“I cannot think of a faculty member more deserving than David Morilak for the 2012 Faculty Senate Leadership Award,” Dr. O’Connor said. “His leadership has contributed to the excellence of his own laboratory, the Department of Pharmacology, the Neuroscience Program and the institution as a whole.”
Administrative Leadership Award
|Carol Reineck, Ph.D., RN, FAAN, CENP, (center) receives the Administration Leadership Award. Presenting the award are Rajeshwar R. Tekmal, Ph.D., (left) former chair of the Faculty Senate, and her nominator Mickey Parsons, Ph.D., RN, M.H.A., FAAN. |
The Administrative Leadership Award recognizes a senior administrator and emphasizes excellent leadership and management skills that support or promote the Health Science Center faculty.
Mickey Parsons, Ph.D., RN, M.H.A., FAAN, nominated Dr. Reineck for this award. She said, “It’s not often in a lifetime that you have the opportunity to work with someone who has had two profoundly successful careers.”
After a 31-year Army career, Dr. Reineck retired as a colonel and chief nurse executive of the U.S. Army Medical Command worldwide. “In this position, she provided oversight for 36 hospitals, schools, labs and centers worldwide, as well as 4,500 military and civilian registered nurses dispersed in Army medical treatment facilities throughout the entire world,” said Dr. Parsons, professor of health restoration and care systems management.
Dr. Reineck has been a faculty member at the Health Science Center for 11 years. During this time she also has served as a national health care leader. She was national treasurer of the American Organization of Nurse Executives (AONE), and served as its representative to the Joint Commission and the American Hospital Association.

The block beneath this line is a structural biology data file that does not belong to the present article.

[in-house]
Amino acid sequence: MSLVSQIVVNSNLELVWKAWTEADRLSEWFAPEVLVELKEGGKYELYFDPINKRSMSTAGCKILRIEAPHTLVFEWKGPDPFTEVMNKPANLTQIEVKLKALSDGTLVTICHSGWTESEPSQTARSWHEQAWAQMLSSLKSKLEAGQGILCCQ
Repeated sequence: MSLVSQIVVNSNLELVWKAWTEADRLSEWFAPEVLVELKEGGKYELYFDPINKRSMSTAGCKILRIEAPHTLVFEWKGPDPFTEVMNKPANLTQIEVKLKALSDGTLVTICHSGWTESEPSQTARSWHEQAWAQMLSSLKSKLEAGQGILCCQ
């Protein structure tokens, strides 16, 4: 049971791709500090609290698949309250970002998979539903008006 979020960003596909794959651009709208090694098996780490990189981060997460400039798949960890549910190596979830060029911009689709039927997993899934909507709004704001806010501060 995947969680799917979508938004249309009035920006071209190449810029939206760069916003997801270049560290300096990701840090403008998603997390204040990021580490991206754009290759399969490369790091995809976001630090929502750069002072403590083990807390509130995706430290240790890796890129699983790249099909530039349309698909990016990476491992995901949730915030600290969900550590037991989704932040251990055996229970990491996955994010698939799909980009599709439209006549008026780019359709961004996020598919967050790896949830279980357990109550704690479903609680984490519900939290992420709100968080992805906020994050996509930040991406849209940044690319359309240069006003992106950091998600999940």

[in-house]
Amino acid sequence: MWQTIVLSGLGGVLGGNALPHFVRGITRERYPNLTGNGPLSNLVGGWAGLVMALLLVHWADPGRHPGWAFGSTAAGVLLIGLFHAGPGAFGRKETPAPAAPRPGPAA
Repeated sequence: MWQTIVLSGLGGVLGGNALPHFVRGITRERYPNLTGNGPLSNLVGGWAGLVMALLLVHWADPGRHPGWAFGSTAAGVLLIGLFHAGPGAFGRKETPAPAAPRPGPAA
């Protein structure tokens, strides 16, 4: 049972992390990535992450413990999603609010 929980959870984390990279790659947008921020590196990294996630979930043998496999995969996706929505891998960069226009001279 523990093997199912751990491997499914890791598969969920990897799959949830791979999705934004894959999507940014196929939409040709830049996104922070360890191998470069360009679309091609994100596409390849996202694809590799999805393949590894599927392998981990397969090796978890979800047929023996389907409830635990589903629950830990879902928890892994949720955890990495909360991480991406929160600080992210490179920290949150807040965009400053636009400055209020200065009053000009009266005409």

Dr. Reineck joined the Health Science Center in 2001 as an assistant professor. She was tapped to become an interim department chair in 2004, then was promoted to chair of the Department of Acute Nursing Care in 2007, which eventually became the Department of Health Restoration & Care Systems Management.
“One of her most difficult assignments was playing a key part in the restructuring the SON from three departments to two and participating in the redesign of the entire SON curriculum, all while continuing with a demanding departmental administrative role,” Dr. Parsons said. During the restructuring of the school, Dr. Reineck carefully evaluated each faculty member’s fit in the two new departments, adjusting operating budgets, teaching assignments and communicating the process of the change regularly to faculty. “She is a master of planned change,” Dr. Parsons said.
She is an advocate for communication and faculty development, initiating a Promotion & Tenure Workshop each December at the department level to prepare faculty for the process, and then recognizes those who are promoted or receive tenure with a professional poster featuring their biography and photos.
Another pro-faculty procedure, Dr. Parsons said, is that “Dr. Reineck invites and collects teaching assignment preferences and publishes them one year at a time so that faculty members have a preview of their workload and can discuss needed changes.”